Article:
Legal Supplier, Electronic Discovery

Separating the wheat from the chaff with eDiscovery

By Staff

In the final instalment of a two-part series on effective eDiscovery, Jason Bell-Masterson explores the review, predictive coding and document preparation phases.

In order to identify and produce relevant data as part of a lawsuit, investigation, or arbitration, the eDiscovery process often involves collecting gigabytes — or in some cases terabytes of data, which can be both expensive and time-consuming to review, says Jason Bell-Masterson, director at the Toronto branch of the legal technology company Epiq.

Focusing on what’s pertinent — by eliminating extraneous information before review — through the various stages can make the eDiscovery project more efficient and increase the likelihood of staying within prescribed deadlines and budget, Bell-Masterson tells

"Filtering, search terms, de-duplication, and the later application of technology assisted review tools, email threading, and near duplicate detection can all help to zero in on specific information being sought, fine-tuning the data set," he says.

Crafting relevant search terms, he says, is a delicate mix of art and science. The idea is to narrow the information without being overly broad and missing key material that may be useful, Bell-Masterson says.

“We’ll do multiple iterations of search terms, which involves trying one set and seeing what it returns and then trying another,” he says.

The search can be tailored by narrowing the terms or combining them and using proximity language, such as a key phrase or select words to provide more context, Bell-Masterson says.

The filtered data can then be migrated into a review platform.

“Historically, you put a bunch of lawyers in a room on computers and go through every document,” much like a paper review to determine what’s relevant and privileged, he says.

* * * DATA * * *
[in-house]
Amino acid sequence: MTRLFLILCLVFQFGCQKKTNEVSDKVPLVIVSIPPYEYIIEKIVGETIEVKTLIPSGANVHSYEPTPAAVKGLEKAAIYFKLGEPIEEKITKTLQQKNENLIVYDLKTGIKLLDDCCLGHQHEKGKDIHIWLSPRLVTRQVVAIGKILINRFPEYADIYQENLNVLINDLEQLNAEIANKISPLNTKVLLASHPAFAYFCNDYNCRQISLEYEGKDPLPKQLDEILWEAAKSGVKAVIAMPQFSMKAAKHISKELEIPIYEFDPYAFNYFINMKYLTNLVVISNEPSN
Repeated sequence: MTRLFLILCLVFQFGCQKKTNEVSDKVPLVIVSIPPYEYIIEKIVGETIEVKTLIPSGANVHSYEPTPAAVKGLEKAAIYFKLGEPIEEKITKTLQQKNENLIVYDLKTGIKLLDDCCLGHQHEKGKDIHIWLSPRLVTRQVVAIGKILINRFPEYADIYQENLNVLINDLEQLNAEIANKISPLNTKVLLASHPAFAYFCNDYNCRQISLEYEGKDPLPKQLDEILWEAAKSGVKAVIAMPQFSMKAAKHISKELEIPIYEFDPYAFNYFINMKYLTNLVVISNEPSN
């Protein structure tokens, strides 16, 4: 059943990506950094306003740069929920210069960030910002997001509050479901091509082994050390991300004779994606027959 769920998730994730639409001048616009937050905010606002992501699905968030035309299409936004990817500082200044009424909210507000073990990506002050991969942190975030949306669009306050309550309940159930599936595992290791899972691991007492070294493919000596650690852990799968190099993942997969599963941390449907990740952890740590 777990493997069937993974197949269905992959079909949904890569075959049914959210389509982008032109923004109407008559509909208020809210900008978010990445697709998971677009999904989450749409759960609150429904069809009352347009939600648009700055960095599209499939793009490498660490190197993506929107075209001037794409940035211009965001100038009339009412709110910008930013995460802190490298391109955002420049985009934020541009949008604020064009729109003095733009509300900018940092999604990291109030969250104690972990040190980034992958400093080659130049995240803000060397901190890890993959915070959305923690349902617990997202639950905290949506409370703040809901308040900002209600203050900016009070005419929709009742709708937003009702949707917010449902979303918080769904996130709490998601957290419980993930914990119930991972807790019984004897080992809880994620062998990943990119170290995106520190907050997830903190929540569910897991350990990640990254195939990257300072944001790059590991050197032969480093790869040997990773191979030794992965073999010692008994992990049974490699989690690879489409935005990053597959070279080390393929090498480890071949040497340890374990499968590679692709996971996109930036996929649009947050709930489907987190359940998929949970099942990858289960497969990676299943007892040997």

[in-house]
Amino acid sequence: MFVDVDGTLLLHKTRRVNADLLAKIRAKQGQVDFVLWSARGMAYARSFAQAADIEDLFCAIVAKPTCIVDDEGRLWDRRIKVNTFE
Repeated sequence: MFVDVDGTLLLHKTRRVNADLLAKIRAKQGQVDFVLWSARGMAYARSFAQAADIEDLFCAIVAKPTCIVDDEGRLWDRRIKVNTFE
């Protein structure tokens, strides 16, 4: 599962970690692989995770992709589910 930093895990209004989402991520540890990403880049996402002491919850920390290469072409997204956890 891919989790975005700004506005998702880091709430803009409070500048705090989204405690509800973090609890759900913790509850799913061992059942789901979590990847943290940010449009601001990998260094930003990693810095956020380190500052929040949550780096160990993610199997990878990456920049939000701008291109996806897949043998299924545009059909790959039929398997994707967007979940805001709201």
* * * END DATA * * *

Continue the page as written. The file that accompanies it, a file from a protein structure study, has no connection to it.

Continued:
“The more data you have, the more extensive it’s going to be, the longer it’s going to take, the less likely you’re going to end up on time or under budget.”

Bell-Masterson says analytic tools, which are constantly being improved, are useful at this stage to cut back on the time and cost to review the documents.

Email threading connects conversations, providing a sequence of the most complete version.

Predictive coding or technology-assisted review analyzes documents and applies that coding across the set, ranking the material and showing the documents most likely and least likely to contain responsive material, he says.

“So you might just pick the top 20 per cent of the collection, for example, to review with some confidence that it will return 80 to 90 per cent of the relevant data,” Bell-Masterson says. “This process will give you most of the information you need to make an informed decision about the case itself.”

Click here to read part one, where Bell-Masterson discusses budgetary limitations and how to lay out objectives and cull the information to create a focused data set.

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